Northeast U.S. Canyons Expedition




What Is a Chief Boatswain?

Tyler Sheff, Chief Boatswain, operates ROV Deep Discoverer’s crane with a wireless control.

Tyler Sheff, Chief Boatswain, operates ROV Deep Discoverer’s crane with a wireless control. Image courtesy of NOAA Okeanos Explorer Program, 2013 Northeast U.S. Canyons Expedition. Download high-resolution version (741 kb).

The term “Boatswain” or “bosun” originates from the 15th century. It was a term used to describe the young boy who piloted a small boat to take his captain to shore. In recent times, the meaning has expanded to describe the persons who tend to anchors, rigging and general ship maintenance. A NOAA Boatswain is a far more involved position aboard the ship.

The Deck Department is tasked with rigging, anchors, and maintenance; however, in NOAA we are also responsible for steering the ship along with deployment and recovery of scientific instruments and equipment. The Chief Boatswain serves as the manager of this department which has seven people assigned to it aboard NOAA Ship Okeanos Explorer.

What Are Some of Your Responsibilities?

AB Kelson Bracey (left), BGL Jerrod Hozendorf (center) and AB Doug McKay (right) launch Camera Sled Seirios from NOAA Ship Okeanos Explorer.

Crew members BGL Jerrod Hozendorf (left) and AB Kelson Bracey aboard NOAA Ship Okeanos Explorer prepare for the 2013 Northeast U.S. Canyons Expedition. Click image for credit and larger view.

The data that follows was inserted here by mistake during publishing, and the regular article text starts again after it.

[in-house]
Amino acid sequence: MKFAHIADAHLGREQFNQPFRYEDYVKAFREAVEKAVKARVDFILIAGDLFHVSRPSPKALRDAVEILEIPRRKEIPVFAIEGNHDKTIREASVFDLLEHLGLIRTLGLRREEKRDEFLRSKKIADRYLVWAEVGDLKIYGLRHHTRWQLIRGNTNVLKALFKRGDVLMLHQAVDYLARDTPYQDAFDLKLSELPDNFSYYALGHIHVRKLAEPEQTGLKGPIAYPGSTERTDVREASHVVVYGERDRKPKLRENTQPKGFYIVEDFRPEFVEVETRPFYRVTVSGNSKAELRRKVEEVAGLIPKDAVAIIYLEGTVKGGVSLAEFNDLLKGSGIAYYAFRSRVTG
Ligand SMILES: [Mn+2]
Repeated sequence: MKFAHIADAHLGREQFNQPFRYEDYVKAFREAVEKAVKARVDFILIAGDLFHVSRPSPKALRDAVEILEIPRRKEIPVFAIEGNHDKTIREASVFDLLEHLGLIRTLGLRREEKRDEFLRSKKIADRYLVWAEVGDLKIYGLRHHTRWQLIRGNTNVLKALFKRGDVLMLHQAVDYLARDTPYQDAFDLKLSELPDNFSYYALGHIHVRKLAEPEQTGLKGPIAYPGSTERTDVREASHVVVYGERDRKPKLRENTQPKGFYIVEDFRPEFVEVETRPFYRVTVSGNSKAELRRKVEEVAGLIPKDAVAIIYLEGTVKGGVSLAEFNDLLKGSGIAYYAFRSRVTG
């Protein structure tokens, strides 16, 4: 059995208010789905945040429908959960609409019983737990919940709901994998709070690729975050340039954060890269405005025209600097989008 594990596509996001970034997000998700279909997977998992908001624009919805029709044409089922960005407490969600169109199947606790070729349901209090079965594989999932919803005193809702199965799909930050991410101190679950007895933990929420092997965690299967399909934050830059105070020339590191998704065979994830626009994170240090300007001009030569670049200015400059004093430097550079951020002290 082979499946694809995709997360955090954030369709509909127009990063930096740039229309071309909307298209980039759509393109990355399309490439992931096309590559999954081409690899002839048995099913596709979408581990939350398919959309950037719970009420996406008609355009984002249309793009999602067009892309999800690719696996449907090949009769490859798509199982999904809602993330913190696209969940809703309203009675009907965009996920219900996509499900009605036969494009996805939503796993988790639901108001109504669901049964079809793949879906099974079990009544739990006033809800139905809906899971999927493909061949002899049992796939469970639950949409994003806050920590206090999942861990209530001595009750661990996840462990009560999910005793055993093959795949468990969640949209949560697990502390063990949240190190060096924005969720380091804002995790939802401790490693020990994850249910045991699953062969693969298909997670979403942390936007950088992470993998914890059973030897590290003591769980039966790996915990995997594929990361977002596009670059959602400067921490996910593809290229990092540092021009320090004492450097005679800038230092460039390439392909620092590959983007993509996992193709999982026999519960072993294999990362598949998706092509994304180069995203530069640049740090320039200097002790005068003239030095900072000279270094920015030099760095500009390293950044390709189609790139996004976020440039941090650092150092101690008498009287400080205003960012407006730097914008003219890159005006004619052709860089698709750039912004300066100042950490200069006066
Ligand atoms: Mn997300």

The role of the Chief Bosun in the NOAA fleet is an ever evolving one. Each ship has one Chief Bosun and one Boatswain Group Leader that assists the Bosun with the daily management of the department. 

I am responsible for timekeeping, the department budget, training, safety, career development, maintaining inventories, berthing plans, small boats, purchasing supplies, replacement parts, equipment and maintenance of all safety equipment, as well as managing general maintenance/minor repair of all deck machinery. I also plan major maintenance projects and assist with operational planning for current and future missions. This describes only a small portion of my daily duties and responsibilities.

I am regularly developing and implementing training for my crew and in some cases the entire ship’s crew. My position requires me to be the first one on deck and the last one to leave. When the ship pulls into port my department ties up the ship, sets the gangway, and handles the loading and unloading of mail, stores, and equipment. We are also responsible for the cleaning and general maintenance of the ship.

What are Some Specific Challenges?

Crew members BGL Jerrod Hozendorf  (left) and AB Kelson Bracey aboard NOAA Ship Okeanos Explorer prepare for the 2013 Northeast U.S. Canyons Expedition

AB Kelson Bracey (left), BGL Jerrod Hozendorf (center) and AB Doug McKay (right) launch Camera Sled Seirios from NOAA Ship Okeanos Explorer. Click image for credit and larger view.